We have solar panels on our roof. They’ve been up there over 10 years now, and in the summer, we make a lot more power than we use, and while during winter we run a deficit, our net usage is around 1000 kW hours per year, about an 80 percent reduction. The panels have worked well, they’ve paid for themselves (helped by great rebates and tax credits at the time of install) and the system has been very reliable, with only a few repairs over the years.
Two summers ago, I realized the solar wasn’t working, and called for service. It took a while, owing to the mushrooming growth of solar usage here in Colorado, and the non-commensurate growth of trained technicians for service. (Hint, if you’re looking for a career, there is a need) After a few weeks wait, our service person arrived, and following a few minutes on the roof, he determined that something, most likely a squirrel, had chewed through one of the wires, shorting out the system. I was a bit surprised that there wasn’t an electrocuted corpse on site.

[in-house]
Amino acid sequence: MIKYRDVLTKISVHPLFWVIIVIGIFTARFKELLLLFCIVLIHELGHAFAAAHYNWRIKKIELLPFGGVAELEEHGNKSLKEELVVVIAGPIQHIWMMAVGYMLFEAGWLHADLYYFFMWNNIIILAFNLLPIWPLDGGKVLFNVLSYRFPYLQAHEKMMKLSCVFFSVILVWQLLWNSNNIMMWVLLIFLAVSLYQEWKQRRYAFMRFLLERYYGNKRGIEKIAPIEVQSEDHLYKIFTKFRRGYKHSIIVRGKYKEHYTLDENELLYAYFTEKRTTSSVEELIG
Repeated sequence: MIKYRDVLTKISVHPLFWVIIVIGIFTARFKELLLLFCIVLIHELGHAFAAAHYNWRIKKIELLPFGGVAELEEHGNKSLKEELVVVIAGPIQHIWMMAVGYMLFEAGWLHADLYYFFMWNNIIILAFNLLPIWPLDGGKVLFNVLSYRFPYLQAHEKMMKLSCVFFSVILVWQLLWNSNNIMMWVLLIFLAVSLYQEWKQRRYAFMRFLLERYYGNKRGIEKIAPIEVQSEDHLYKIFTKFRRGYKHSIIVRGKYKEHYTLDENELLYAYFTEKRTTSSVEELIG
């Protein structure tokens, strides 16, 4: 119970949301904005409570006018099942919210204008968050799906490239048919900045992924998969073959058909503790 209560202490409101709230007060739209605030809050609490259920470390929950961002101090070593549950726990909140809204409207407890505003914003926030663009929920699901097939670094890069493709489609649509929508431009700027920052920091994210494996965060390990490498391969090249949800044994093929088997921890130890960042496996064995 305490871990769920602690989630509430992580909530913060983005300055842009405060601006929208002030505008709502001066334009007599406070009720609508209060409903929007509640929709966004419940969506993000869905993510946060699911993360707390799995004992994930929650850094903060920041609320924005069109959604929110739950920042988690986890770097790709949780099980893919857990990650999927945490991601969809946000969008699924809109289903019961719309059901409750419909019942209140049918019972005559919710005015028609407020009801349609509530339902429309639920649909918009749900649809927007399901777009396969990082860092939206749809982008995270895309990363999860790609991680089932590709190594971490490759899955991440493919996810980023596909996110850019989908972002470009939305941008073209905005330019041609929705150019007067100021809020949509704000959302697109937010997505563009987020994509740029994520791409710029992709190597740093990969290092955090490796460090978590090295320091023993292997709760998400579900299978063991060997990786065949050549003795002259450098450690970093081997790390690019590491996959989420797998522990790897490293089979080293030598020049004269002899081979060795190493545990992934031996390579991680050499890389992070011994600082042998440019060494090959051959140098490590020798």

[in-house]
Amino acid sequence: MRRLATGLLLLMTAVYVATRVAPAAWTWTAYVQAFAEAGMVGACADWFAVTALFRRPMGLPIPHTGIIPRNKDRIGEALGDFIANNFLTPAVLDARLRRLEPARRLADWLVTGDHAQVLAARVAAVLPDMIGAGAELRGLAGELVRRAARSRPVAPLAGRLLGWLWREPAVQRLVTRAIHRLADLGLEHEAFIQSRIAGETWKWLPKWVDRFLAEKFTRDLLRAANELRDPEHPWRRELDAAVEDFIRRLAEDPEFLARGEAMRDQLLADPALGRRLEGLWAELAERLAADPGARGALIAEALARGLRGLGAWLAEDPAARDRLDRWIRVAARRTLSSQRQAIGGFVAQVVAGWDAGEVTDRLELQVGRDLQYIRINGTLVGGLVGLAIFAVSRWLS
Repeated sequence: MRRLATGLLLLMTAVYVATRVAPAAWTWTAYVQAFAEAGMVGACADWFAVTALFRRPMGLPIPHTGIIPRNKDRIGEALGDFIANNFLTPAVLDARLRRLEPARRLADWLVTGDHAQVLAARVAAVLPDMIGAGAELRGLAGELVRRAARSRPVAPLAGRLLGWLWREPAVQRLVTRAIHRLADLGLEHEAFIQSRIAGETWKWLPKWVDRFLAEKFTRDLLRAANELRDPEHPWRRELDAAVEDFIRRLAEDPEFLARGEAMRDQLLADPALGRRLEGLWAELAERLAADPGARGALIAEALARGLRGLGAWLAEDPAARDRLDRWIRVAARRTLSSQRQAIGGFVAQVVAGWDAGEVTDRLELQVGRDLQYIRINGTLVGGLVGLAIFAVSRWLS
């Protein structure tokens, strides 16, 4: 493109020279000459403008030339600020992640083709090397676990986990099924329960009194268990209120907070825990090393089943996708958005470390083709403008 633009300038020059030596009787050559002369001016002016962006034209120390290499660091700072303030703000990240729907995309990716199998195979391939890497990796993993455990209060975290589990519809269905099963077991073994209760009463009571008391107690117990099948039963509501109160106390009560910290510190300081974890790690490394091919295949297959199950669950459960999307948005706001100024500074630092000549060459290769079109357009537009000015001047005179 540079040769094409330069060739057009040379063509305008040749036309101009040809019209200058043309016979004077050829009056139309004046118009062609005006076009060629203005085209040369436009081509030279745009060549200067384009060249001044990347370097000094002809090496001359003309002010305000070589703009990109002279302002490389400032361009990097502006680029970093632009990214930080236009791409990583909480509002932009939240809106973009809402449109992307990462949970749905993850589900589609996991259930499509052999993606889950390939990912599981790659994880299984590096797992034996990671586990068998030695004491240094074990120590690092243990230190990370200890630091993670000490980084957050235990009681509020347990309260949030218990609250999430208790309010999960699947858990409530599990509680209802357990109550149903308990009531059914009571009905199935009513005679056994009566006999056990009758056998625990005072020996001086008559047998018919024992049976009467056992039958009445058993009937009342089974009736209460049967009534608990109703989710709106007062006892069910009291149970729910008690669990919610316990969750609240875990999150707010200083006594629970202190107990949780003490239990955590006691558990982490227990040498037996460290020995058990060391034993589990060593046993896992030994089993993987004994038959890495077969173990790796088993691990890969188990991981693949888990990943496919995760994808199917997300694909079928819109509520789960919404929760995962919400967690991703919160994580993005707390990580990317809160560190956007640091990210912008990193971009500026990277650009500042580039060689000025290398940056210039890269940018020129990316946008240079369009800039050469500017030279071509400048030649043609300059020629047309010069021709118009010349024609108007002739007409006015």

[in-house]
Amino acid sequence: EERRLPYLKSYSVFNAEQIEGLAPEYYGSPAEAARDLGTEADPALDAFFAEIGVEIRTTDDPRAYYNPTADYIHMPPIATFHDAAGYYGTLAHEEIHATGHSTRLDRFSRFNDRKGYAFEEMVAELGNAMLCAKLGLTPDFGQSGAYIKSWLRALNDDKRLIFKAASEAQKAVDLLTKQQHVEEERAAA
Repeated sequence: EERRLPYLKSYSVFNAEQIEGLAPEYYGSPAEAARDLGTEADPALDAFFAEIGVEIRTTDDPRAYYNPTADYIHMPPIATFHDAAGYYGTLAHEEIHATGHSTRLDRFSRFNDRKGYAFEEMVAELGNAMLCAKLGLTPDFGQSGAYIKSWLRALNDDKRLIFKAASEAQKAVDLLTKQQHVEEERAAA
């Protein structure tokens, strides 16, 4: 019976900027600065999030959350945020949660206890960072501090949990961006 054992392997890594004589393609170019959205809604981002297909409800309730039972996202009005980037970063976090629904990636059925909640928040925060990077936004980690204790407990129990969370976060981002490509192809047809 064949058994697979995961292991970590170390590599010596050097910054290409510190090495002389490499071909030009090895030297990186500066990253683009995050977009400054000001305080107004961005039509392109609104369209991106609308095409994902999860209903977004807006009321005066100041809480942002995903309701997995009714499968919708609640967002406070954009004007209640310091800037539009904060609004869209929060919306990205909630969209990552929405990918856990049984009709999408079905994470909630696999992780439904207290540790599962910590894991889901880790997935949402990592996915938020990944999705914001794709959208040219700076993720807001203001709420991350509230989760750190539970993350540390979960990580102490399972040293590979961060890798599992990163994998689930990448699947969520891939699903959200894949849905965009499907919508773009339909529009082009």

The technician replaced the wire, and we were good to go. However, he also recommended that we get a product called bird barrier installed to prevent squirrels, birds and others from nesting underneath the panels. Earlier that same summer, there had been a series of eggs broken on our deck, as the pigeons nesting underneath failed in their nest placement and construction, resulting in eggs rolling off the roof. At the time of the service call, the pigeons had succeeding in building a better nest, as our technician reported that there was nest occupied by 3 fledglings under one of the panels.
We left the nest undisturbed, and a few months later, in early fall, the pigeons had moved on. I called our tech back, and he installed the bird barrier netting a few weeks later. No bird or squirrel nests on the roof anymore. The wasps remain undeterred, but I don’t think they’ll eat the wiring.